Published: August 2020 by Little G Books
Category: Historical Fiction, Murder, Mystery, Book Review
London, 1867. When the body of a man is discovered hanging from a Thames bridge, Detectives Greig and Cully, two of Scotland Yard’s finest crime-solvers, are called in to investigate the mysterious circumstances of his death. Their inquiry will lead them into a world of extortion, robbery and human trafficking, and at its centre, the Black brothers, Munro and Herbert, London’s most evil and ruthless individuals, who will stop at nothing to keep their position at the top of London’s criminal underworld.
Fame & Fortune is the eighth outing for DS Jack Cully, DI Lachlan Greig and DI Leo Stride, otherwise known as the Victorian Detectives. Carol Hedges immerses us once again in a London peopled with the sad and the bad, the rich and the poor, and the evocatively described back alleys, slums and more fashionable thoroughfares they inhabit.
When a body is found hanging from the scaffolding on a bridge, Detective Inspector Greig doesn’t agree with the presumption of suicide by the attending constable. It didn’t add up in Greig’s eyes but the ineptitude of the constable regarding the scene of the crime, as Greig believed that’s what it was, didn’t help.
He studies the ground. It is a blur of muddy footprints. Unfortunately, the constable, in making a decision way above his pay grade or intellectual ability, has now effectively eliminated any prints that might have provided a clue as to how the man really met his end.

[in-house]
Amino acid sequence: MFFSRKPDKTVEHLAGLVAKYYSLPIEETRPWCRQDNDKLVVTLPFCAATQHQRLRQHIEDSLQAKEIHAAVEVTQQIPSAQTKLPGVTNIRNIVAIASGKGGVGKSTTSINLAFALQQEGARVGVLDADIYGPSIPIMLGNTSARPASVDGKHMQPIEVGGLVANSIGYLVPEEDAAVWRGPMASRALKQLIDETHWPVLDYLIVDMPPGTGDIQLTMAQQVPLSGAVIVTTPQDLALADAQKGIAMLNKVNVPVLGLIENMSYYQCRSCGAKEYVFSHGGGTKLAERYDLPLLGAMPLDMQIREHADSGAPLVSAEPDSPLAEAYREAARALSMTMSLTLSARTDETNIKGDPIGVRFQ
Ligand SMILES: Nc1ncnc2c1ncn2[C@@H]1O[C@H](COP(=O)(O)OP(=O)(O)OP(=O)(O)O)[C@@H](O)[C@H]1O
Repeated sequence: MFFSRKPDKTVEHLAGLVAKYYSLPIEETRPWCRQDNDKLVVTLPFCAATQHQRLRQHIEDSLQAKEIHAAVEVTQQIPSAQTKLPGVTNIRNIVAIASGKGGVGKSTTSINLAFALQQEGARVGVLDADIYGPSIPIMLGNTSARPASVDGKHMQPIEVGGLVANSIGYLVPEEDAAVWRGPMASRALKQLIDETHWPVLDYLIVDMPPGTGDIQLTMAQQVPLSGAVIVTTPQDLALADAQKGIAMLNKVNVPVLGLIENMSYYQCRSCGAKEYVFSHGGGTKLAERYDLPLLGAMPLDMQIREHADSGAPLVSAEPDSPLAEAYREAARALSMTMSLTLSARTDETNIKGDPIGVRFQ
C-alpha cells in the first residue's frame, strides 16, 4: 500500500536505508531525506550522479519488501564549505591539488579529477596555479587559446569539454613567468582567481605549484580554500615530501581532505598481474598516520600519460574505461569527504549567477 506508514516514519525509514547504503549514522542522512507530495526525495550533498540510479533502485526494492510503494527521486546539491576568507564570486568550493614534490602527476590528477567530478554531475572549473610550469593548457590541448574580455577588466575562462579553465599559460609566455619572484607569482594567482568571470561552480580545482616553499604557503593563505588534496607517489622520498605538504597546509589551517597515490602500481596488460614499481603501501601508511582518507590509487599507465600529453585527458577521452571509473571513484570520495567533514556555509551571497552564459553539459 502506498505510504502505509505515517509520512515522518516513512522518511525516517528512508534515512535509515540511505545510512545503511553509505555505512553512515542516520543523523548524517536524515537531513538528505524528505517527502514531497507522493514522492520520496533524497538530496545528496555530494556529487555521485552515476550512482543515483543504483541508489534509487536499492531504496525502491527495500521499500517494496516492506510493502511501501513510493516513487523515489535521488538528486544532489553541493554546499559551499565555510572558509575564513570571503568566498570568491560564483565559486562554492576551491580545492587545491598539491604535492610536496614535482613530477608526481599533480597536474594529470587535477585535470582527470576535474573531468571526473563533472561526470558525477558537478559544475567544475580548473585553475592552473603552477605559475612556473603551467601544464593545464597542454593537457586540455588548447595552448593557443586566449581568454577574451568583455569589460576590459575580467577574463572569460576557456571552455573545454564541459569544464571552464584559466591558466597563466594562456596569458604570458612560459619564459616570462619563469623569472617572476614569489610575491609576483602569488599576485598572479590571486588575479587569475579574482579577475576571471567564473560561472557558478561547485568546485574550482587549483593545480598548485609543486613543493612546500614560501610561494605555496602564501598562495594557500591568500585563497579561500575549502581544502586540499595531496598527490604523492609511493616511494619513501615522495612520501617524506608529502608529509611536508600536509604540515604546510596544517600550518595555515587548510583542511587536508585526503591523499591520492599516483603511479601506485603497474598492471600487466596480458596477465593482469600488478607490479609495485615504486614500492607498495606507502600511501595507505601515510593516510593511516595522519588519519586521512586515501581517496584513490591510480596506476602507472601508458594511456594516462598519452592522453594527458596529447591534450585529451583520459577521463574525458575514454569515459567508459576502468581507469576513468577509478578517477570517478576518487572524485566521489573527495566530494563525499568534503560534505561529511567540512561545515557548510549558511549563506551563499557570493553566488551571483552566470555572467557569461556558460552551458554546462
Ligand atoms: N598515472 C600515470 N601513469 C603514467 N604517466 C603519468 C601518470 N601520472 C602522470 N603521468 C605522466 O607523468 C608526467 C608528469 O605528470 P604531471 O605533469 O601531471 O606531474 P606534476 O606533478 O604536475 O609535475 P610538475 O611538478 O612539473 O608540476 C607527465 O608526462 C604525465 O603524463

Then we have Gerald Daubney, a collector of antiquities who has been robbed of his priceless netsuke collection and, it seems, his manservant has also disappeared.
In a shabby, cobbled passageway in Bloomsbury we find ten year old Izzy Harding, scraping a living of sorts and existing off very little, painting furniture for dolls’ houses, one of the many children working at the long tables. Her second job washing dishes in a diner at least comes with food, such as it is.
The indomitable Miss Lucy Landseer makes another appearance when she comes to the aid, not only of novelist, Mrs Riva Hemmyng-Stratton, but also a lady in an intolerable position, in a situation that would perhaps make a good plot for one of her books.
The writer is engaged in a tricky segment of her current manuscript, which features gallant Edgar Blakelock (fine black moustache and glittering eyes) and her heroine, Clarissa Ferrers (golden curls, retroussé nose, and slender rose-tipped fingers)